Moapa Valley Progress
In an attempt to alleviate some of the financial woes plaguing the U.S. Postal Service (USPS), a bill has been introduced to the U.S. House of Representatives which would implement various cost-savings measures, prevent another general fund bailout and bring the cash-strapped agency to financial stability. The Postal Reform Act of 2013 (H.R. 2748), presented by Rep. Darrel Issa (R-Calif.), passed out of Committee last Wednesday by a 22-7 vote split along party lines. It is now expected to go to the floor of the House for a vote.
But critics of the bill say that most of the pain of the bill’s cost-cutting measures would hit rural residents the hardest.
The sweeping bill proposes a number of changes to the business of the USPS. It would permit the phase-out of “to the door” delivery by 2022, shifting instead to curbside and clusterbox delivery. It would also phase out the Saturday delivery of mail, maintaining only the delivery of packages and medicine on Saturdays. It would also make financial changes to the USPS retiree health care benefits and place limits on non-cash compensation to very senior postal executives. And it would include a provision that would ease requirements to pre-fund billions of dollars in pensions for future retirees, which has been cited as one of the major causes of the agency’s fiscal decline.
But where the bill may strike a blow to rural residents is in its lowering of quality standards currently being required of the USPS. Currently the USPS must meet a certain “Maximum Service Standard” established by law. In part, this means that the Post Office must deliver six days a week to every address that has mail. Critics say that if that standard is removed, it opens the gate for sharply reduced services in rural areas. They fear that rural delivery services could be contracted out to a private carrier and cut back to only one or two days a week, similar to the way UPS or FedEx operates currently in Moapa Valley.
“H.R. 2748 would endanger the quality of mail service in rural America by lowering the standard of quality to which the Postal Service must adhere,” said Mark Strong, President of the National League of Postmasters, during a speech he made at the League’s 110th Convention in San Diego last week. “The bill also eliminates the public policy provision in the law that ensures that urban and rural American receive parity in mail services. Under H.R. 2748, rural citizens would inevitably become second-class citizens.”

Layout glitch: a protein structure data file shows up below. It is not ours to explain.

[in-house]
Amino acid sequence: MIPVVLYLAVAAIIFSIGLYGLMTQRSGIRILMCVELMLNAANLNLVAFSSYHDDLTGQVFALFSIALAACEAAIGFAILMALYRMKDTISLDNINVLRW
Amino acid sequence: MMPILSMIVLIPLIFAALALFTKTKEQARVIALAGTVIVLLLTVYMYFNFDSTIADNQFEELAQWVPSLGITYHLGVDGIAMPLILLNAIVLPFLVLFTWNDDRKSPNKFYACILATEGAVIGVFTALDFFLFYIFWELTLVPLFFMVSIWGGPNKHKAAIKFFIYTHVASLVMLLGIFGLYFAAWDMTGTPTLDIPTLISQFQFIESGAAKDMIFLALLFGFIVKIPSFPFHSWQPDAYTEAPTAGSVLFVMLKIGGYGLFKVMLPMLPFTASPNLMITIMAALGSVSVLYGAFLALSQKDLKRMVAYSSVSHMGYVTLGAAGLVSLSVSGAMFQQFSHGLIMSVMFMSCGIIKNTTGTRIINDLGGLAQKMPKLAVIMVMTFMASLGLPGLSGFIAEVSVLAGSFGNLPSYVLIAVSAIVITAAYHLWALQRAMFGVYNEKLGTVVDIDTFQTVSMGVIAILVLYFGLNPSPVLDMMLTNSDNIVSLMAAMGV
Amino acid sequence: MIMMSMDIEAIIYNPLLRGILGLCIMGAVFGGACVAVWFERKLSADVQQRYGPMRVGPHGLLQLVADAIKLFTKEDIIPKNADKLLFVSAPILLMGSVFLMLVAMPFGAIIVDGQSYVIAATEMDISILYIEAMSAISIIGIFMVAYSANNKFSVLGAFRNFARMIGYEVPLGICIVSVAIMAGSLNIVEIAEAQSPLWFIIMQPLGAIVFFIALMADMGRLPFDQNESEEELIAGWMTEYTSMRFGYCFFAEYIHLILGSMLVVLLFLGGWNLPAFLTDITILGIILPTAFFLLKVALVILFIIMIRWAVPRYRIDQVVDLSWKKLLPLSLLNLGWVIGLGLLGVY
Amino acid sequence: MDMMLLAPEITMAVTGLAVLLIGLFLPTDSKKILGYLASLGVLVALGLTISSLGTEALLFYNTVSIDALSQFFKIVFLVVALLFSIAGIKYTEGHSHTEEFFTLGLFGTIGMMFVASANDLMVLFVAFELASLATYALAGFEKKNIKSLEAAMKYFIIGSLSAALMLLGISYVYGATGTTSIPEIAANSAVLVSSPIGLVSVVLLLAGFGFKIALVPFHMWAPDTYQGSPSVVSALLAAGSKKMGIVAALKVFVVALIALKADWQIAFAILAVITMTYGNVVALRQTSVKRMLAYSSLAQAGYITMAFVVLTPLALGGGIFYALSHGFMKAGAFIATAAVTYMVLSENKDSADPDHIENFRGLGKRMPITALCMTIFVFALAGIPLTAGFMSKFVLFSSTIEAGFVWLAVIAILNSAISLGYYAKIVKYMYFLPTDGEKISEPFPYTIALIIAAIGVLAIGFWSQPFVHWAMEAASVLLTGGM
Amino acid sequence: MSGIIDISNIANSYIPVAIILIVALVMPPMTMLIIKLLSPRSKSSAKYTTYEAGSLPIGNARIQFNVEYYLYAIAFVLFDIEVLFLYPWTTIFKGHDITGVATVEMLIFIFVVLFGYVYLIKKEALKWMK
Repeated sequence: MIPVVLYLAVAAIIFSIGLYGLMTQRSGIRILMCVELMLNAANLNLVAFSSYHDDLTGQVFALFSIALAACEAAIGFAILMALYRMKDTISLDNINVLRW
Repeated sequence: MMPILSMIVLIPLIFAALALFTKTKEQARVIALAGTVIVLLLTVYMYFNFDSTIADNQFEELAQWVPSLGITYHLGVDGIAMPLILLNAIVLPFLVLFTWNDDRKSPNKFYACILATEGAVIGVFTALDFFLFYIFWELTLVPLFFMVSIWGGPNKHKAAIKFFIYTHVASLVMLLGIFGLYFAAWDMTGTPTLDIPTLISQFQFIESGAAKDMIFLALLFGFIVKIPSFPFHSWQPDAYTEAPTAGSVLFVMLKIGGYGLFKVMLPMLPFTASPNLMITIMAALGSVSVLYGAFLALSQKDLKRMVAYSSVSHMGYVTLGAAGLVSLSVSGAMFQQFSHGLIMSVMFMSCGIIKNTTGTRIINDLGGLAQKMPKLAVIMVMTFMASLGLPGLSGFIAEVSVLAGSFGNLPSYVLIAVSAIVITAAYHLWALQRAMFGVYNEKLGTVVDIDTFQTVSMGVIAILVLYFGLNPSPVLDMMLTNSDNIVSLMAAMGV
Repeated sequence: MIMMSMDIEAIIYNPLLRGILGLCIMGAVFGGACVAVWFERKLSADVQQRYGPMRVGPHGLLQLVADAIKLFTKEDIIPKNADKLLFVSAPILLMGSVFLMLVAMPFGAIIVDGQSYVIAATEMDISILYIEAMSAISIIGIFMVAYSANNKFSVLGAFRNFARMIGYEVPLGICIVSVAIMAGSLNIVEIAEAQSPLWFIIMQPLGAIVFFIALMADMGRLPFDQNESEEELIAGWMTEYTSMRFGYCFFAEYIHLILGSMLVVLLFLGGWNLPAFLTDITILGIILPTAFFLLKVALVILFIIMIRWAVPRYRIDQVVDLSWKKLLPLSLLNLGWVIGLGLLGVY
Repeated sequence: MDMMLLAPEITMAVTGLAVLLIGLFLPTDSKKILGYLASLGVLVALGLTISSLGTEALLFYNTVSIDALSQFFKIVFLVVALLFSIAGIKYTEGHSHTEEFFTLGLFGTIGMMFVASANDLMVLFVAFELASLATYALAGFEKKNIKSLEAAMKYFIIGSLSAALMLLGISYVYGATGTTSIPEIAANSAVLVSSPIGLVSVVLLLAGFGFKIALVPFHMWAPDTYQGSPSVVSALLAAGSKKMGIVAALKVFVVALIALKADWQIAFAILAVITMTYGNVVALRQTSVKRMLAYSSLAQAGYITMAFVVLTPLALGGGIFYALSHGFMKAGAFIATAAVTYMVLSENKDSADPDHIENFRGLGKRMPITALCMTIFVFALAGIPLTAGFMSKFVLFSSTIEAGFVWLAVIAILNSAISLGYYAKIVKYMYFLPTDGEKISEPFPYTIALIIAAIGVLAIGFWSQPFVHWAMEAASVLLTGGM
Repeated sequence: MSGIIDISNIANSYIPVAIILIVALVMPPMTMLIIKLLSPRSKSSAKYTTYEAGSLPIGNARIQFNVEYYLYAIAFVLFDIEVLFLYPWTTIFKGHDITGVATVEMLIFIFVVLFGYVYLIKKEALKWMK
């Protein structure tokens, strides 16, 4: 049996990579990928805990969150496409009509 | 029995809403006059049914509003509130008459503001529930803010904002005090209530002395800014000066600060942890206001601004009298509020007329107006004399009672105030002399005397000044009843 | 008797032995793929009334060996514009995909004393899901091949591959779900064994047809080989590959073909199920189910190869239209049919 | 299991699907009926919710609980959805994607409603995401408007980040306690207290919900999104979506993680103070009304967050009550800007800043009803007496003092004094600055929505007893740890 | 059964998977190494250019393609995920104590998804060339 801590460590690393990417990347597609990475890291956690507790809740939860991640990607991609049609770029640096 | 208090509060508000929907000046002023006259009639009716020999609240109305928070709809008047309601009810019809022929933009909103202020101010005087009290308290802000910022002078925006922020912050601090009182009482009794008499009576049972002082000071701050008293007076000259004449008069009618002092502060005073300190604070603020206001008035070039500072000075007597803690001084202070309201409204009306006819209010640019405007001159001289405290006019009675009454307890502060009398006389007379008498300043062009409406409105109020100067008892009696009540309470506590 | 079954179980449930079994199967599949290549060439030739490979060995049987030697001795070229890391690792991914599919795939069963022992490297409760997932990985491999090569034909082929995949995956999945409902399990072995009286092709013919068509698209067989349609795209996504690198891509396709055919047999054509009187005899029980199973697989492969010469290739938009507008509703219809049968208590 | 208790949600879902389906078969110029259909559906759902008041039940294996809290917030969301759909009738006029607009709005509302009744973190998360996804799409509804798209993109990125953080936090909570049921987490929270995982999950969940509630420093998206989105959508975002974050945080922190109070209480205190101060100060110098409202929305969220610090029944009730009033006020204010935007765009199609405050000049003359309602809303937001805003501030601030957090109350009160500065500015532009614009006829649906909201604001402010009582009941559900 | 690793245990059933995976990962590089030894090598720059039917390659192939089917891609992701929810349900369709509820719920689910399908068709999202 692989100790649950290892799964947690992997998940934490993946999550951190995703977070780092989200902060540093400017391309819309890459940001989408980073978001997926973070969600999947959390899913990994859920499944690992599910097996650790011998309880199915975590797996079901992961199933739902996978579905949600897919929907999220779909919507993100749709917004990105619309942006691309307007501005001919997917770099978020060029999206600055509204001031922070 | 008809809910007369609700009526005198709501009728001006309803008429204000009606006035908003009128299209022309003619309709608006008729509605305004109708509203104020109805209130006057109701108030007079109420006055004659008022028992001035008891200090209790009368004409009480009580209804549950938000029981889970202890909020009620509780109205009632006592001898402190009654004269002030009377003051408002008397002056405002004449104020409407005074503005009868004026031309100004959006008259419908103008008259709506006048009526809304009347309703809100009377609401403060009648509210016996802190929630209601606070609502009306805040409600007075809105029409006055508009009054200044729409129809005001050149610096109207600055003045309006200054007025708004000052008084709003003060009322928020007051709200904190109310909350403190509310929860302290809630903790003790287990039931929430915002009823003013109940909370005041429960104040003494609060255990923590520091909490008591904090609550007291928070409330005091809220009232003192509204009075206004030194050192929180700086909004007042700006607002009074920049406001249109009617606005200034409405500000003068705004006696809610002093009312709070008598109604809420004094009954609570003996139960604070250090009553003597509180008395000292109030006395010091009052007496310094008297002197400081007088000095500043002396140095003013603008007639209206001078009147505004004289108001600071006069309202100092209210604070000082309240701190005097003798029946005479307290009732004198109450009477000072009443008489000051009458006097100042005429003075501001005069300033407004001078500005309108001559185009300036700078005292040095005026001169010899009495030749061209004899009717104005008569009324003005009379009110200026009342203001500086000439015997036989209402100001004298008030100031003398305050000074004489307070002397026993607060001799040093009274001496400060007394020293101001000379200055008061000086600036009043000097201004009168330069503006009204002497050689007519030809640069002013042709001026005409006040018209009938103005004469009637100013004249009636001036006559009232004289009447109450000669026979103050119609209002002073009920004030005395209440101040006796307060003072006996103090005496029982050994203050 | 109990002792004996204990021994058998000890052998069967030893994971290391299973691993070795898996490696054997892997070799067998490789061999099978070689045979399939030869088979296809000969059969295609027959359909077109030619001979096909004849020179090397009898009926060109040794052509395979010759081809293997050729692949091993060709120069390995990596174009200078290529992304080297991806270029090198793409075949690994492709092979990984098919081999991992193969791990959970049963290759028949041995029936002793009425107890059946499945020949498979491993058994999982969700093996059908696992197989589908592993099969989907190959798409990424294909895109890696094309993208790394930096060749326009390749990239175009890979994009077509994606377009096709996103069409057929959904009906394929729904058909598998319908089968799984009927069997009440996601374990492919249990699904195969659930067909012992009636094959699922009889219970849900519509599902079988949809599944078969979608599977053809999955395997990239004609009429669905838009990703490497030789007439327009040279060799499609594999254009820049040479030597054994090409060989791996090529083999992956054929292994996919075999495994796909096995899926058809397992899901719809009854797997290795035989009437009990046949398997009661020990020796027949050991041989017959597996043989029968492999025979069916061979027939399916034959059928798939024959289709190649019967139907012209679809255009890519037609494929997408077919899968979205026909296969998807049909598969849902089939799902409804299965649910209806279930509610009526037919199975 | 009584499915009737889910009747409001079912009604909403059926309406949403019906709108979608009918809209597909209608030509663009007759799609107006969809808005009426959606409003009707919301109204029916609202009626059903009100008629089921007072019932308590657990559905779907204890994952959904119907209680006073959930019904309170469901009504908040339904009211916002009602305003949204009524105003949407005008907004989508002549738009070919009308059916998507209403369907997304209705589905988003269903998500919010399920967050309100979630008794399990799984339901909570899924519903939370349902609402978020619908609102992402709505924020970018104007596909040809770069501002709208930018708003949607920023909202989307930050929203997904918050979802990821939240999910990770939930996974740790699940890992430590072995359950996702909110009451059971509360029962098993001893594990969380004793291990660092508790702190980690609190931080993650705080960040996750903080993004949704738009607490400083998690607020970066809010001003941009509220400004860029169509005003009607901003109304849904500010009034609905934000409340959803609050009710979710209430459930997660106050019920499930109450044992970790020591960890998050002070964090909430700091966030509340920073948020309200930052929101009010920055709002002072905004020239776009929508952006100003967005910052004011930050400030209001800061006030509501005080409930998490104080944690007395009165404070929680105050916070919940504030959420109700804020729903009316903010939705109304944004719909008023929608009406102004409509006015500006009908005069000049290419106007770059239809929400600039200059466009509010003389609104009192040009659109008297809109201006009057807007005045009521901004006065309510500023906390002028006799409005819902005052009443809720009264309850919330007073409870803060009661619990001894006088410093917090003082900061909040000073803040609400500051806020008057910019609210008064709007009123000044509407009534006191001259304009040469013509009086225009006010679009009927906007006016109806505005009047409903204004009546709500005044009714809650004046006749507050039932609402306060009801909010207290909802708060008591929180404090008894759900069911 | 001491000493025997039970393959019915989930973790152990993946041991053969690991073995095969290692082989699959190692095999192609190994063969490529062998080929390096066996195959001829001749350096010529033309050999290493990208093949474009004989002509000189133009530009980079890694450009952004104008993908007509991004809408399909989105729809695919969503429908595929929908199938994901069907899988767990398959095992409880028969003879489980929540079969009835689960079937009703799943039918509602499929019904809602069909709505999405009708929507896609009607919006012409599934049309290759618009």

Earlier this month, a separate bill (H.R. 2615) was introduced by Rep. Adrian Smith (R-Neb), which aimed to ensure that rural post offices were not inappropriately targeted for closure. It would cap rural closures at 5 percent of total USPS office closures in any given year. It would also set guidelines for closing or consolidating any post office to ensure those affected by such changes would maintain access to the Postal Service.
H.R. 2748 includes provisions of Smith’s bill and takes the language a step further to require the USPS to review broadband penetration, cellular phone service and distance to the closest replacement service in determining whether to close rural postal facilities.
But Strong said that this was not enough to protect rural access to Postal Services.
“While HR 2748 purported to include Congressman Adrian Smith’s Rural Postal Services Act, it incorporated Smith’s bill in a way that effectively gutted much of the bill’s protections,” Strong said.
He said this is due to an emphasis in H.R. 2748 toward privatization of mail services. For example, according to Strong, residents in small rural towns could end up without the ability to send a care package from their hometown to their son or daughter serving overseas in the military, or who is away at college. This is because H.R. 2748 would allow rural communities, in some cases, to be served solely by contract stations which do not offer all the services of a full service Post Office, Strong said.
Logandale postmaster De Smith said admitted that it was unlikely that Moapa Valley would be affected in such a drastic manner. But she said it was an issue that local residents should be paying attention to. Earlier this year, the Moapa Post Office experienced reduction of operating hours.
“This could very well affect us eventually in this community in some way,” said Smith.